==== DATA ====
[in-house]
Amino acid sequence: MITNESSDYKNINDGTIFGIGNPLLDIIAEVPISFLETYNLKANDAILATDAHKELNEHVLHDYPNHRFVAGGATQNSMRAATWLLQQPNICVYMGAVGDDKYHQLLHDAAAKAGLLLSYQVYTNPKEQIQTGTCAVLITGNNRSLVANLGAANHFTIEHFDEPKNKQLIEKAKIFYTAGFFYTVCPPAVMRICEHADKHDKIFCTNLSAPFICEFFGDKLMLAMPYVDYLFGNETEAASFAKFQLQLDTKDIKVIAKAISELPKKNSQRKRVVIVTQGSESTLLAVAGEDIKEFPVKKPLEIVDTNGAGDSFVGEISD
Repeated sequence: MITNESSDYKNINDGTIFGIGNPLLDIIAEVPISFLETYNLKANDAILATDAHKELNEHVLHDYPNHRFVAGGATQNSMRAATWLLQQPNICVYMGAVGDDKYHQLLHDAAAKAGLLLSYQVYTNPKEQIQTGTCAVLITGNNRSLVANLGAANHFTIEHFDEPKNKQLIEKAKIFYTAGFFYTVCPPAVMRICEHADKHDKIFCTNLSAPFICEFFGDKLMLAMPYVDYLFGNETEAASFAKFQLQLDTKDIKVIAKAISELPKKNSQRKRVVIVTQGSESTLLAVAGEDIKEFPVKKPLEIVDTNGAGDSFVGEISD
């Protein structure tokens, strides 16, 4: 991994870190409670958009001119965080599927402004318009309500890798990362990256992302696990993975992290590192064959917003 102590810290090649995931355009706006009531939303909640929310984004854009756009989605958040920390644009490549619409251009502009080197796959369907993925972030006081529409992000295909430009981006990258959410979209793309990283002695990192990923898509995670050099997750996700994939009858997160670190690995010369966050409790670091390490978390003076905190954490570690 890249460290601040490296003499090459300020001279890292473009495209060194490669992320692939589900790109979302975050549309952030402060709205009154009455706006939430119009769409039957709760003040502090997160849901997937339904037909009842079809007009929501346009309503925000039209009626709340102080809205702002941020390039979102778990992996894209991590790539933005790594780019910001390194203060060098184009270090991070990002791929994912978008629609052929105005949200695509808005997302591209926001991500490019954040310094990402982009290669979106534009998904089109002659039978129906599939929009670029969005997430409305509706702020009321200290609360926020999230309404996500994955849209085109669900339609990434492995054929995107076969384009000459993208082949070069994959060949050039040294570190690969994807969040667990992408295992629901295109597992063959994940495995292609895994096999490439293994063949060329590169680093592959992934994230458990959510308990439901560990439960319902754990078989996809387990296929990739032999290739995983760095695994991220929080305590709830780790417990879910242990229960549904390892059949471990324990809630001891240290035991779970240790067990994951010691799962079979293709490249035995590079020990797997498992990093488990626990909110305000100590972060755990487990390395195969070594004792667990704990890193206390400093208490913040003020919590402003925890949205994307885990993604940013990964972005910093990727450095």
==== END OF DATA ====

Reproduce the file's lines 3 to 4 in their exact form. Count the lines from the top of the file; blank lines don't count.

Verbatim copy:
Repeated sequence: MITNESSDYKNINDGTIFGIGNPLLDIIAEVPISFLETYNLKANDAILATDAHKELNEHVLHDYPNHRFVAGGATQNSMRAATWLLQQPNICVYMGAVGDDKYHQLLHDAAAKAGLLLSYQVYTNPKEQIQTGTCAVLITGNNRSLVANLGAANHFTIEHFDEPKNKQLIEKAKIFYTAGFFYTVCPPAVMRICEHADKHDKIFCTNLSAPFICEFFGDKLMLAMPYVDYLFGNETEAASFAKFQLQLDTKDIKVIAKAISELPKKNSQRKRVVIVTQGSESTLLAVAGEDIKEFPVKKPLEIVDTNGAGDSFVGEISD
């Protein structure tokens, strides 16, 4: 991994870190409670958009001119965080599927402004318009309500890798990362990256992302696990993975992290590192064959917003 102590810290090649995931355009706006009531939303909640929310984004854009756009989605958040920390644009490549619409251009502009080197796959369907993925972030006081529409992000295909430009981006990258959410979209793309990283002695990192990923898509995670050099997750996700994939009858997160670190690995010369966050409790670091390490978390003076905190954490570690 890249460290601040490296003499090459300020001279890292473009495209060194490669992320692939589900790109979302975050549309952030402060709205009154009455706006939430119009769409039957709760003040502090997160849901997937339904037909009842079809007009929501346009309503925000039209009626709340102080809205702002941020390039979102778990992996894209991590790539933005790594780019910001390194203060060098184009270090991070990002791929994912978008629609052929105005949200695509808005997302591209926001991500490019954040310094990402982009290669979106534009998904089109002659039978129906599939929009670029969005997430409305509706702020009321200290609360926020999230309404996500994955849209085109669900339609990434492995054929995107076969384009000459993208082949070069994959060949050039040294570190690969994807969040667990992408295992629901295109597992063959994940495995292609895994096999490439293994063949060329590169680093592959992934994230458990959510308990439901560990439960319902754990078989996809387990296929990739032999290739995983760095695994991220929080305590709830780790417990879910242990229960549904390892059949471990324990809630001891240290035991779970240790067990994951010691799962079979293709490249035995590079020990797997498992990093488990626990909110305000100590972060755990487990390395195969070594004792667990704990890193206390400093208490913040003020919590402003925890949205994307885990993604940013990964972005910093990727450095």